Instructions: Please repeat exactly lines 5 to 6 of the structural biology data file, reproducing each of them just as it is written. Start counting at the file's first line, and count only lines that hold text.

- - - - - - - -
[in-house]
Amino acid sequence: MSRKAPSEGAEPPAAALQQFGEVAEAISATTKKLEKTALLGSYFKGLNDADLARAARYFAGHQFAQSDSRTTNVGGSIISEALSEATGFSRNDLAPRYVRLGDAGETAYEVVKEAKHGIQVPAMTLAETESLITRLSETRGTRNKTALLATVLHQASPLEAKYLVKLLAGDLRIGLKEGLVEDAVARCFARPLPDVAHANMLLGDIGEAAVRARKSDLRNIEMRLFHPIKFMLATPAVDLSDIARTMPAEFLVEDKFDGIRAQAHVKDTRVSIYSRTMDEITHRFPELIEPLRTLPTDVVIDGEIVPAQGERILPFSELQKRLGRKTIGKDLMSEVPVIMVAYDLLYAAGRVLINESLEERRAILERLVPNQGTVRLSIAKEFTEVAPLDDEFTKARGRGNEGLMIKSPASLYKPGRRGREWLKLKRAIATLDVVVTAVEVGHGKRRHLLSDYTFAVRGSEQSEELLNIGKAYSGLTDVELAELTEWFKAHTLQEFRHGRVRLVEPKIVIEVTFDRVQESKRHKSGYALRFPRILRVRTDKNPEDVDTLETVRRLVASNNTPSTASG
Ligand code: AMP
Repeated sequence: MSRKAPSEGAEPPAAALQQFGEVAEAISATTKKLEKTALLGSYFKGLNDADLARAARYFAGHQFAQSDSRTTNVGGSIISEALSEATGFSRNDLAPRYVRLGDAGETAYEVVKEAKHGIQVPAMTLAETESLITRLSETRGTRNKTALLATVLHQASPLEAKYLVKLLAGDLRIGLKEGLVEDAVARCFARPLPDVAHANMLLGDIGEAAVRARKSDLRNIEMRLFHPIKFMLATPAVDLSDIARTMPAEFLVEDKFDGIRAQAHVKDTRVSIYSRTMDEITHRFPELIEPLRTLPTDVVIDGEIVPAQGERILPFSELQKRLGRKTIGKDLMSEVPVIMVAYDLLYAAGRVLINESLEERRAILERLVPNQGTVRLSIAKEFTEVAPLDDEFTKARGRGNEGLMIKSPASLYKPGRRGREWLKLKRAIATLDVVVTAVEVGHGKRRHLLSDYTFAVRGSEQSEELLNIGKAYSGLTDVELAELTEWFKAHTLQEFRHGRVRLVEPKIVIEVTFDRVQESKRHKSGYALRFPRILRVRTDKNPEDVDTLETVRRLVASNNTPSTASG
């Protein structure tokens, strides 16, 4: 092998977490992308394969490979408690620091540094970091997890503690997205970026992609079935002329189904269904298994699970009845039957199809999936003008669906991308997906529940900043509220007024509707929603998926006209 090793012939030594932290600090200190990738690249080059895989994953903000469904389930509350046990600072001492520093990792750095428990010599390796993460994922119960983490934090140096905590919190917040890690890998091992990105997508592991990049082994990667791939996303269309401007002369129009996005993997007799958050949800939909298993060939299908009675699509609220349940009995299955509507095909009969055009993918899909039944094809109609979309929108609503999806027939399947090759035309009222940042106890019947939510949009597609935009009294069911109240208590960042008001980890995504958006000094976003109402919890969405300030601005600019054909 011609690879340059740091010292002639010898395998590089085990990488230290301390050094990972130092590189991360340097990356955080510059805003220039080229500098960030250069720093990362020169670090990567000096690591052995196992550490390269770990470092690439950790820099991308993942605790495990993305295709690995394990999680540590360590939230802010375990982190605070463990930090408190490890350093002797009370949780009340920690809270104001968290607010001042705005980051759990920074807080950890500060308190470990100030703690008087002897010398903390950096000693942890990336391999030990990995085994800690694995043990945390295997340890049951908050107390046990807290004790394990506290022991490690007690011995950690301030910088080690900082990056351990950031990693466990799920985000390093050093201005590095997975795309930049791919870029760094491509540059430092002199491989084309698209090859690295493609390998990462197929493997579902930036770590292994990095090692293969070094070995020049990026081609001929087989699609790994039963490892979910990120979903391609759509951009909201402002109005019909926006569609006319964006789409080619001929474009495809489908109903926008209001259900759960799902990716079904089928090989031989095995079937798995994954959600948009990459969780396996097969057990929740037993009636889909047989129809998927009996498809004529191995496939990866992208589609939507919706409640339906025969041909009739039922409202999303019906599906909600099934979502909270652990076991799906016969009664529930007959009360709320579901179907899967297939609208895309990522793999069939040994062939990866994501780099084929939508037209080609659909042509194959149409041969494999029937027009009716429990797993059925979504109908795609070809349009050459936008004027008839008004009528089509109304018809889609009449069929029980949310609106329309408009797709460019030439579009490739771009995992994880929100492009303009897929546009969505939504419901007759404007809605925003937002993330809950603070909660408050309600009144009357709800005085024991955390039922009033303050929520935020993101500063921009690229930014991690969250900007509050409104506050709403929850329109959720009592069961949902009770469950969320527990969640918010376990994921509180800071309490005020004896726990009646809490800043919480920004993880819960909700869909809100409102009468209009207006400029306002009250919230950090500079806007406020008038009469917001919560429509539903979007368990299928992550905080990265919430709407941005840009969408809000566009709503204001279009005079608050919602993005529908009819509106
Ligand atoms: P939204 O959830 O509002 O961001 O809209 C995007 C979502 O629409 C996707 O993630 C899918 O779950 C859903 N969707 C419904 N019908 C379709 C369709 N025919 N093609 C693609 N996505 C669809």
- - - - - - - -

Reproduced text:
């Protein structure tokens, strides 16, 4: 092998977490992308394969490979408690620091540094970091997890503690997205970026992609079935002329189904269904298994699970009845039957199809999936003008669906991308997906529940900043509220007024509707929603998926006209 090793012939030594932290600090200190990738690249080059895989994953903000469904389930509350046990600072001492520093990792750095428990010599390796993460994922119960983490934090140096905590919190917040890690890998091992990105997508592991990049082994990667791939996303269309401007002369129009996005993997007799958050949800939909298993060939299908009675699509609220349940009995299955509507095909009969055009993918899909039944094809109609979309929108609503999806027939399947090759035309009222940042106890019947939510949009597609935009009294069911109240208590960042008001980890995504958006000094976003109402919890969405300030601005600019054909 011609690879340059740091010292002639010898395998590089085990990488230290301390050094990972130092590189991360340097990356955080510059805003220039080229500098960030250069720093990362020169670090990567000096690591052995196992550490390269770990470092690439950790820099991308993942605790495990993305295709690995394990999680540590360590939230802010375990982190605070463990930090408190490890350093002797009370949780009340920690809270104001968290607010001042705005980051759990920074807080950890500060308190470990100030703690008087002897010398903390950096000693942890990336391999030990990995085994800690694995043990945390295997340890049951908050107390046990807290004790394990506290022991490690007690011995950690301030910088080690900082990056351990950031990693466990799920985000390093050093201005590095997975795309930049791919870029760094491509540059430092002199491989084309698209090859690295493609390998990462197929493997579902930036770590292994990095090692293969070094070995020049990026081609001929087989699609790994039963490892979910990120979903391609759509951009909201402002109005019909926006569609006319964006789409080619001929474009495809489908109903926008209001259900759960799902990716079904089928090989031989095995079937798995994954959600948009990459969780396996097969057990929740037993009636889909047989129809998927009996498809004529191995496939990866992208589609939507919706409640339906025969041909009739039922409202999303019906599906909600099934979502909270652990076991799906016969009664529930007959009360709320579901179907899967297939609208895309990522793999069939040994062939990866994501780099084929939508037209080609659909042509194959149409041969494999029937027009009716429990797993059925979504109908795609070809349009050459936008004027008839008004009528089509109304018809889609009449069929029980949310609106329309408009797709460019030439579009490739771009995992994880929100492009303009897929546009969505939504419901007759404007809605925003937002993330809950603070909660408050309600009144009357709800005085024991955390039922009033303050929520935020993101500063921009690229930014991690969250900007509050409104506050709403929850329109959720009592069961949902009770469950969320527990969640918010376990994921509180800071309490005020004896726990009646809490800043919480920004993880819960909700869909809100409102009468209009207006400029306002009250919230950090500079806007406020008038009469917001919560429509539903979007368990299928992550905080990265919430709407941005840009969408809000566009709503204001279009005079608050919602993005529908009819509106
Ligand atoms: P939204 O959830 O509002 O961001 O809209 C995007 C979502 O629409 C996707 O993630 C899918 O779950 C859903 N969707 C419904 N019908 C379709 C369709 N025919 N093609 C693609 N996505 C669809």